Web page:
Speaking as someone who has his “quiet time” in the evening and isn't a big fan of breakfast, the rule of “No Bible, No Breakfast” has never really made a lot of sense to me.
So how is your quiet time going? I think most of us, if we were honest, would admit that we are not having it as regularly as we would like, or praying for as long as we would like, or feeling as productive as we would like.
But what is it that we're doing when we have our quiet time? We know what we aren't doing—a quiet time isn't a way of getting right with God, or being at peace with God. That comes from our justification by faith (Romans 5:1). It also isn't the way we get “close to God”, as we draw near to God through the gospel of our Lord Jesus Christ (Hebrews 10:19-22).
So what are we doing? I believe that a way forward in thinking about our quiet times is as a time set aside for conversation with God, on the basis of the relationship that he has already established. God speaks to us through our reading of his Spirit-illuminated word (1 Corinthians 2:11-13) and we respond by addressing God in prayer through the intercession of Christ, our great high priest.
The “conversation” understanding has implications for how we approach our quiet times. The nature of the conversations that we have with a person depends on our relationship with that person. One of the fundamental aspects of our relationship with God is that he is the Lord, and we are his servants.
It is in fact for this very purpose that we have been saved, to serve him by walking in the good works that he has prepared for us (Ephesians 2:10)! What are the good works? Our job description is to love one another (John 13:34). How are we trained to perform these good works? Our training program is understanding and applying Scripture (2 Timothy 3:16-17).
Our quiet times can then be thought of as a staff meeting with God, where he sets the agenda, explains to us what we should do for others, trains us how to do it and encourages us to ask for the resources that we will need. We respond by praising God for the good things he has done for us, thanking him for the opportunities that we have to serve others and asking him to prepare the way for our work. This is the pattern of prayer that Paul uses in Philippians 1:3-11 and Colossians 1:9-12.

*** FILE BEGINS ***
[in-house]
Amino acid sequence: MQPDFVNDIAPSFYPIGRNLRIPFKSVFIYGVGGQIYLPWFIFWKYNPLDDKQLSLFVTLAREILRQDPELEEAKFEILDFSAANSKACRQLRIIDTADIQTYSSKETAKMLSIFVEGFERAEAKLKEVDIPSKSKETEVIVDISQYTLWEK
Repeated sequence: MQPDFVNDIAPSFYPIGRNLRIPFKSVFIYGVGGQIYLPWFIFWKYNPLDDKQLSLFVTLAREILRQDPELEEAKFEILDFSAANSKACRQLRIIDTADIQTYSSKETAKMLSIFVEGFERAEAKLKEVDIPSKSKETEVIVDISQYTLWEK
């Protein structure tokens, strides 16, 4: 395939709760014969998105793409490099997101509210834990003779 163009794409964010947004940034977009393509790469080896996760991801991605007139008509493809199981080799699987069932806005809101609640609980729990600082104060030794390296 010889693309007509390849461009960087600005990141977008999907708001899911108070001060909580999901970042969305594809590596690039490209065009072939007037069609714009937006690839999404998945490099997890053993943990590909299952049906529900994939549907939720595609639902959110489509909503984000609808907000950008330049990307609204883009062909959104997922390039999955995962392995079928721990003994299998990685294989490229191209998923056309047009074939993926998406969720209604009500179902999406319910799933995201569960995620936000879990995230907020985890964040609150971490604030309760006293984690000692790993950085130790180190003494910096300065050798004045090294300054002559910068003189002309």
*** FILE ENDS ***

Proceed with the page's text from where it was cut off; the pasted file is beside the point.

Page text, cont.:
The length our of prayers is of much less significance than their sincerity. In Matthew 6:7-15, Jesus rebukes the Gentiles for heaping up empty phrases, thinking that they'll be heard for the length of their prayers, but instead teaches them to pray a 51-word prayer.
Note though, that God never promises that this will be easy or emotionally uplifting or satisfying. In Colossians 4:12, Paul describes Epaphras as always “struggling” on behalf of the Colossians in his prayers.
How are your quiet times? Are you, like me, sometimes motivated by a guilty conscience for having been slack recently? Or do you sometimes feel that you need to compete in the “Most Spiritual” stakes with the prayer warriors at church? Do you approach God as a powerpoint into which you feel you must plug yourself daily to recharge your spiritual batteries? Or do you instead come with a shopping list of requests like he's a sales assistant rather than the Lord of the Universe?
As for me, I'm looking forward to staff meetings that equip me to be a better servant of others, quiet times that are other-person-focused even when I'm alone. And I expect it sometimes (like staff meetings) to be a hard slog.